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Gary Graham – ROAD TREKKER

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Tuesday, May 06, 2014
All systems go?
Wednesday, June 04, 2014
Even June gloom came early…


Tuna pens, sardine, sardina and the blame game
“I just wanted to bring into light the fact that there seems to be very few sardines or flat iron herring left around the East Cape and La Paz areas. I've trailered my boat down there for over 16 years and this situation concerns me. I believe this to be a direct impact to the commercial tuna corral operations depleting the local supplies of sardines to fatten up their tuna in the pens over past couple of years. The damage may take years to repair itself, if it ever repairs itself! What can we do to shed some light on this situation? I know for a fact that many local fishing guides are oblivious as to why the sardines have vanished! … DB”

ofcoursethe
OF COURSE THE tuna pens operation has had an impact on the sardine fishery since they first began operating, as well.

Thank you for taking time to share your concerns regarding sardina (flat iron herring) and sardines and the impact of the tuna pen operation on those fisheries.

The shortages of both bait fish share one common distinction: greed! Beyond that, the problems are vastly different, so let's begin with sardine. Anchovy was the common bait when I first started fishing on half-day boats out of San Diego around 60 years ago, and the consensus then was that the sardine was overfished and gone forever. Most of the boats fishing them moved on to other species.

Now, more than six decades later, history is repeating itself. Since the early 2000s, the Mexican government has been upping the quotas at Magdalena Bay. My friend Gene Kira began sounding the alarm when Moon Industries arrived at Puerto San Carlos. The Mexican government welcomed Moon and accommodated their arrival by doubling the sardine quota from 200 to 400 tons.

In a Roadtrekker column, Mag Bay Burning, published in 2012, [see below] Mike McGettigan, founder of Sea Watch, doubted that the sardine fishery could remain sustainable. Putting the 400-ton per-day quota of sardines in perspective, he calculated three sardines per pound would equal 1.2 million sardines being processed a day.

Another result of the higher quotas is size reduction. It used to require only 7 to 9 sardines to fill a one-pound oval tin; today it requires twice that many.

Since the first increase in quota size, they have been increased several times and the sardine biomass appears to have been decimated. Of course the Tuna Pens operation has had an impact on the sardine fishery since they first began operating, as well. However, they are the relatively newcomers and an easy target to blame.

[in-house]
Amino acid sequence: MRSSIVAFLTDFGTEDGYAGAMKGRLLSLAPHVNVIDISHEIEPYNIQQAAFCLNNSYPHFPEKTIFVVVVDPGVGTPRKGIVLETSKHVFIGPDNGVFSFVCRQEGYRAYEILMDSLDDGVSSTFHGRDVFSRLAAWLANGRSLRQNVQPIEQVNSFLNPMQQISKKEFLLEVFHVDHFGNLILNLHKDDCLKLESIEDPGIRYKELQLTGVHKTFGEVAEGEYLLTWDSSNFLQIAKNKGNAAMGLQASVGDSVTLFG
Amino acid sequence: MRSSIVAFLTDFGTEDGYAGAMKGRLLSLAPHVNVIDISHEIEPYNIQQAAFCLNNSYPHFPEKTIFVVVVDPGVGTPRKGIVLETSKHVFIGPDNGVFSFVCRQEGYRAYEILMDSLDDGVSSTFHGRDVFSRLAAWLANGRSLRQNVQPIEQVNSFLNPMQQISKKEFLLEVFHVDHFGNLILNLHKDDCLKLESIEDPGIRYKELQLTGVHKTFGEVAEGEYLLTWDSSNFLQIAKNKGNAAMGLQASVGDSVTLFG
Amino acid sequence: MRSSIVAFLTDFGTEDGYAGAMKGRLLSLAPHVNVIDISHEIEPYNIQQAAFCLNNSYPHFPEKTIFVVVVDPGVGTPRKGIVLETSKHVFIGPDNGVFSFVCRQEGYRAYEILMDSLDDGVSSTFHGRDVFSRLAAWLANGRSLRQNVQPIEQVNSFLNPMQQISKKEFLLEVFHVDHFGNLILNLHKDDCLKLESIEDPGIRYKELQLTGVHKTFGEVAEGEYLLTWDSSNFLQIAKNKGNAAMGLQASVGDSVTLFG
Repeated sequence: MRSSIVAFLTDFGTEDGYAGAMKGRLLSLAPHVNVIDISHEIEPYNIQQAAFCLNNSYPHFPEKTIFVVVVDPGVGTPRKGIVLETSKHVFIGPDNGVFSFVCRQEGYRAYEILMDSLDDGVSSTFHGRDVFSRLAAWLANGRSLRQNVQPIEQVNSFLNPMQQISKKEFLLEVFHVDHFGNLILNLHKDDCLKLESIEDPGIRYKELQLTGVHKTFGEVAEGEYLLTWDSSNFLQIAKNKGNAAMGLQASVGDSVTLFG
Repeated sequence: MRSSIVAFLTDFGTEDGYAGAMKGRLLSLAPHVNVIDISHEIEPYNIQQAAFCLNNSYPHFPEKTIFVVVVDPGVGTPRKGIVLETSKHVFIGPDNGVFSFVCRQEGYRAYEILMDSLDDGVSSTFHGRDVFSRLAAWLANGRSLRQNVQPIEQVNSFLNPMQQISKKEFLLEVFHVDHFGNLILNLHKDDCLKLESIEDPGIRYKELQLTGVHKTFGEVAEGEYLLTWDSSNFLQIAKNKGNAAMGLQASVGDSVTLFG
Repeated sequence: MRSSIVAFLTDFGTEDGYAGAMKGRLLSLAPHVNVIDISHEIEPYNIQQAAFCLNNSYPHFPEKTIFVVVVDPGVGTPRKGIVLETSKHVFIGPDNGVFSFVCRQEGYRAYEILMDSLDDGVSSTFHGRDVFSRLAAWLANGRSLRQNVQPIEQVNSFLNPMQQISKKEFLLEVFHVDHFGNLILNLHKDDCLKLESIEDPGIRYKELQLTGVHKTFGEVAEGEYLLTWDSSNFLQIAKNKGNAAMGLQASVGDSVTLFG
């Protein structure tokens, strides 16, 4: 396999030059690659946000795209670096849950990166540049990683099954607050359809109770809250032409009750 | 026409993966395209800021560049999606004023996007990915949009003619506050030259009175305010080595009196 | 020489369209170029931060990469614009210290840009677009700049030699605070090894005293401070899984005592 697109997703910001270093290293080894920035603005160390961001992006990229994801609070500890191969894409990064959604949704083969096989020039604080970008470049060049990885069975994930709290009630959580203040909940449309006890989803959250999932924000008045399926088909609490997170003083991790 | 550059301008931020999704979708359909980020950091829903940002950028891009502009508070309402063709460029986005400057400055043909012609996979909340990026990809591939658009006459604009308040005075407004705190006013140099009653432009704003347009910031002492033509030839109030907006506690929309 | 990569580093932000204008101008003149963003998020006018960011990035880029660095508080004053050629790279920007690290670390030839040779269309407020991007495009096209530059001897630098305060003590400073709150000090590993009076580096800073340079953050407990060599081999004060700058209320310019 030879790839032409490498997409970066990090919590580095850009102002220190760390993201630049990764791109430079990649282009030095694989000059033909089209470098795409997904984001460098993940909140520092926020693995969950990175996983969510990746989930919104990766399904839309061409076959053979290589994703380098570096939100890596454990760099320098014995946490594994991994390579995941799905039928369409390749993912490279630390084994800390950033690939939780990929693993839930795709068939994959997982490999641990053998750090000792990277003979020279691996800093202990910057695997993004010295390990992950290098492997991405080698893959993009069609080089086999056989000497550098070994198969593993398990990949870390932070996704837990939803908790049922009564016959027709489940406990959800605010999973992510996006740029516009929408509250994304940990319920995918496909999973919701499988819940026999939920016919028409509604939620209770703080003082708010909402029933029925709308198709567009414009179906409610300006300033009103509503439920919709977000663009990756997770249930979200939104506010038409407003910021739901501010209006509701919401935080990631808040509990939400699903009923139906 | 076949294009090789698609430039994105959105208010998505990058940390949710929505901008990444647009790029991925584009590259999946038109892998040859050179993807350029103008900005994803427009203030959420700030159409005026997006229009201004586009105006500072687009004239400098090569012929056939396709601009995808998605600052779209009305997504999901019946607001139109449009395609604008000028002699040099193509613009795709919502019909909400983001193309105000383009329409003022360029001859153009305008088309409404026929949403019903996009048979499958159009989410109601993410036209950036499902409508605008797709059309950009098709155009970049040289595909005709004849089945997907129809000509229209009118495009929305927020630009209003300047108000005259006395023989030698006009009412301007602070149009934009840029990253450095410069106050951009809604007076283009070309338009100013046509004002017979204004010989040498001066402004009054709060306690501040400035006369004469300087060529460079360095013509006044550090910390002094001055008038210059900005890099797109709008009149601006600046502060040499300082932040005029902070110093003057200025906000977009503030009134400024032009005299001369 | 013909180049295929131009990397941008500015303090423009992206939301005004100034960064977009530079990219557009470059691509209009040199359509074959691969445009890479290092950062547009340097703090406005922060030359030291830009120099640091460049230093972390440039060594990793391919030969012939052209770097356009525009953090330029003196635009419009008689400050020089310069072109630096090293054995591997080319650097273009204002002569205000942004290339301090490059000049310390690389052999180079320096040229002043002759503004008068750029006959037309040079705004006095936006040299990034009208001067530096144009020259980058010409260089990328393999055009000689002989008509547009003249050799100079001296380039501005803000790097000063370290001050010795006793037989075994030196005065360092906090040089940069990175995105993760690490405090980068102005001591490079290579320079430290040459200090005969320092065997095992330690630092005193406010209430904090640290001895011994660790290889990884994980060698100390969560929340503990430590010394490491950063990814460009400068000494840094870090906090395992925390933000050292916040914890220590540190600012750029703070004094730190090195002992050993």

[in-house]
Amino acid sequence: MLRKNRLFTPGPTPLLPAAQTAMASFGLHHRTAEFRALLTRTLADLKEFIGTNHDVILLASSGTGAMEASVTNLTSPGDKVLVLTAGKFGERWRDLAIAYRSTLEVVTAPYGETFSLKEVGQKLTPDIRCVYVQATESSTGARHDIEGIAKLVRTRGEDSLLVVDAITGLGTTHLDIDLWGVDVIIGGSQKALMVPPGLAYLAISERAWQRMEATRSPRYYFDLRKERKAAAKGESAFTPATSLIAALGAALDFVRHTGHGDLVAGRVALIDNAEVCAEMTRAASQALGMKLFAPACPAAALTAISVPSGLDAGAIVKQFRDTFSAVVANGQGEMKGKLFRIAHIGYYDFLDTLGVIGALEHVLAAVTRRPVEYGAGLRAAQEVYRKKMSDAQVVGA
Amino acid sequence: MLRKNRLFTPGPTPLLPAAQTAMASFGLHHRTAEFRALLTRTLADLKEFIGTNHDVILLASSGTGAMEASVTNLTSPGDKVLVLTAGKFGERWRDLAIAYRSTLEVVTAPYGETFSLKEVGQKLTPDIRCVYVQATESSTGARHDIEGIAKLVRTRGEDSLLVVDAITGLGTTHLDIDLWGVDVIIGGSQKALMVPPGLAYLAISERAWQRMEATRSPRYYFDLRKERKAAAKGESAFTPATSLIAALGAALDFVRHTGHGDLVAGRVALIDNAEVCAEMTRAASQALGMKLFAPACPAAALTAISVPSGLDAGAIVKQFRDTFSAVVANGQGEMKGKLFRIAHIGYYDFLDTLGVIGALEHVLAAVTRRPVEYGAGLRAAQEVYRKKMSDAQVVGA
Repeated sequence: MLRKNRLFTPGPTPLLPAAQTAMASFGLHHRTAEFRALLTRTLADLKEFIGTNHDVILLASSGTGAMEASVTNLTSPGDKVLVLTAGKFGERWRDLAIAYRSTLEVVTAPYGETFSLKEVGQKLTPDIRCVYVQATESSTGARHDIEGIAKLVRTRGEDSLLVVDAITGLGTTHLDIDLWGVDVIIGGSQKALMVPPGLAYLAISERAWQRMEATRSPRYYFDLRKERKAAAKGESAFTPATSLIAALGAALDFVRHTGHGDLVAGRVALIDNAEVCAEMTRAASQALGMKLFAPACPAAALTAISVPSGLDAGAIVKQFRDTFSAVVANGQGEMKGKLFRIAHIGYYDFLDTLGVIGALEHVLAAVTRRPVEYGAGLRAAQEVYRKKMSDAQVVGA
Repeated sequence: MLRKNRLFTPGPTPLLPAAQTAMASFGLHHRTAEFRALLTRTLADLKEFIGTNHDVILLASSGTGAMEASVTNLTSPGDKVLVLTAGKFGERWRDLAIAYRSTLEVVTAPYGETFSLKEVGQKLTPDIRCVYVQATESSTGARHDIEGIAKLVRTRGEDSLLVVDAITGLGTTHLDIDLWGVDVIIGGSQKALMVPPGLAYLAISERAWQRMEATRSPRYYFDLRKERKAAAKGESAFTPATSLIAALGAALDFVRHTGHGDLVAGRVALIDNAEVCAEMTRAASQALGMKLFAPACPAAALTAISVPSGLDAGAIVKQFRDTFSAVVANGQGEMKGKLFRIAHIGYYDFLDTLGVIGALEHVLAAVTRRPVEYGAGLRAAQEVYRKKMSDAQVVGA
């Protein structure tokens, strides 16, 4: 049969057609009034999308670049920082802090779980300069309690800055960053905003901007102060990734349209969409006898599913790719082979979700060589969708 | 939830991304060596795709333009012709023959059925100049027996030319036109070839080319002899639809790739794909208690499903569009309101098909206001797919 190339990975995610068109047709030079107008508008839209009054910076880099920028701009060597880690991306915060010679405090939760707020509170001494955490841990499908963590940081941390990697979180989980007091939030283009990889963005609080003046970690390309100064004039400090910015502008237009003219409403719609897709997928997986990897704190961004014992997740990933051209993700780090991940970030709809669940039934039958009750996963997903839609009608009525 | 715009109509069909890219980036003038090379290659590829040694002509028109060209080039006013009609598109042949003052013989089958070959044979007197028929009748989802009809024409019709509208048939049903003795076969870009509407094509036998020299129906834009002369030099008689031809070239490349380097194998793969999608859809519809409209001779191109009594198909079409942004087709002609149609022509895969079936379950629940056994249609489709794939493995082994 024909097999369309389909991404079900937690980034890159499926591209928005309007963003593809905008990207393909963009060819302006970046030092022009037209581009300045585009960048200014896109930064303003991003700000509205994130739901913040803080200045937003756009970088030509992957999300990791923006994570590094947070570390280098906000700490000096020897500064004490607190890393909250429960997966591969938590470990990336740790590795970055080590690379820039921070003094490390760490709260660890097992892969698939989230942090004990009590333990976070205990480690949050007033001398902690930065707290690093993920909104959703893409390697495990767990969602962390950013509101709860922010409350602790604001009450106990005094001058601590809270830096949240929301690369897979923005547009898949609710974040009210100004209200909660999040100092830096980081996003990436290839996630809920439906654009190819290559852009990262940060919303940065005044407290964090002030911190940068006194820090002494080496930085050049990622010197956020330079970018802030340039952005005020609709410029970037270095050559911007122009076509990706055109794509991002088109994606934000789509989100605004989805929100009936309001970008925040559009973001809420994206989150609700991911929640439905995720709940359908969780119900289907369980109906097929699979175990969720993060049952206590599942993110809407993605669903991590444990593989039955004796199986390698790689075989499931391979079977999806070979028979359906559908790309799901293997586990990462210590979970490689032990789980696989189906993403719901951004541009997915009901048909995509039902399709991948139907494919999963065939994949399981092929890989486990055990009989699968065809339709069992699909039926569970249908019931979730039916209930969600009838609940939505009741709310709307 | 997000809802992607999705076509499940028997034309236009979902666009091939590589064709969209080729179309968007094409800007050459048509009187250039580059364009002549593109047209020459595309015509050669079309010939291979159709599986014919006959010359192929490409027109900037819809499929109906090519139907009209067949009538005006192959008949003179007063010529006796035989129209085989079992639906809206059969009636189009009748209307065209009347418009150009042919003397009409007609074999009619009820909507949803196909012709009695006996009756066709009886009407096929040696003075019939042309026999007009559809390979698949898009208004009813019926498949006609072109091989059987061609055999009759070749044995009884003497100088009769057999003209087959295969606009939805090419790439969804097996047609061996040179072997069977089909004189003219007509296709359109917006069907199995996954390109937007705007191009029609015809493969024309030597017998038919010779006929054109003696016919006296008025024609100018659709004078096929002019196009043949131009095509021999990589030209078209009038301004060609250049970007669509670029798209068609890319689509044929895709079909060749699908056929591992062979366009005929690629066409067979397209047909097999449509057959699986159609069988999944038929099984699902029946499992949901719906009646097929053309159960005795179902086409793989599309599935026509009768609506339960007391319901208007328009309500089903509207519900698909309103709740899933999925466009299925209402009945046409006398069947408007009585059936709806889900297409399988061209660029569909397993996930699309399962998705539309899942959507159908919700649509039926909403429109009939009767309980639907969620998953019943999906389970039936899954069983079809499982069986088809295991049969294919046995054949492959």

With regard to the sardina (flat iron herrings) blaming the Tuna Pens for the lack of those seems to be looking at the problem from a myopic viewpoint.

The catching and selling of these bait fish has become a thriving cottage industry that is as full of greed as the sardine seiners. From Baja's tip throughout the Sea of Cortez, $$$ have clouded common sense.

As an example, Eric Brictson, Gordo Banks Pangas, lamented the other day, "Recently, all we had left off the beaches outside the marina were sardina fry less than an inch long that were slipping through the mesh of the nets we used. Because of demand, bait fishermen simply switched to nets with smaller mesh destroying any likelihood of a sardina spawn anytime soon."

As the sardina have diminished in quantity, the ingenuity of the "Bait Bandits" must be grudgingly admired. What was traditionally a regional enterprise has changed as the shortages have increased.

Now, pickups are rigged with “Walter Mitty contraptions” to preserve the baitfish as they are transported longer distances from where they are caught to the eagerly awaiting anglers miles away. Others simply save their catch in five-gallon plastic buckets, throw salt on the mess and package the bait in Ziploc bags that bring $20 plus per bag.

So, DB, there is your answer: There is enough culpability to fuel the fires of the "Blame Game" for years to come, but it makes much more sense to go to the source and demand that the Mexican government stops increasing quotas and stops looking the other way every time another dollar drops.

Wednesday, April 25, 2012 Magbay burning https://www.wonews.com/Blog.aspx?id=1785

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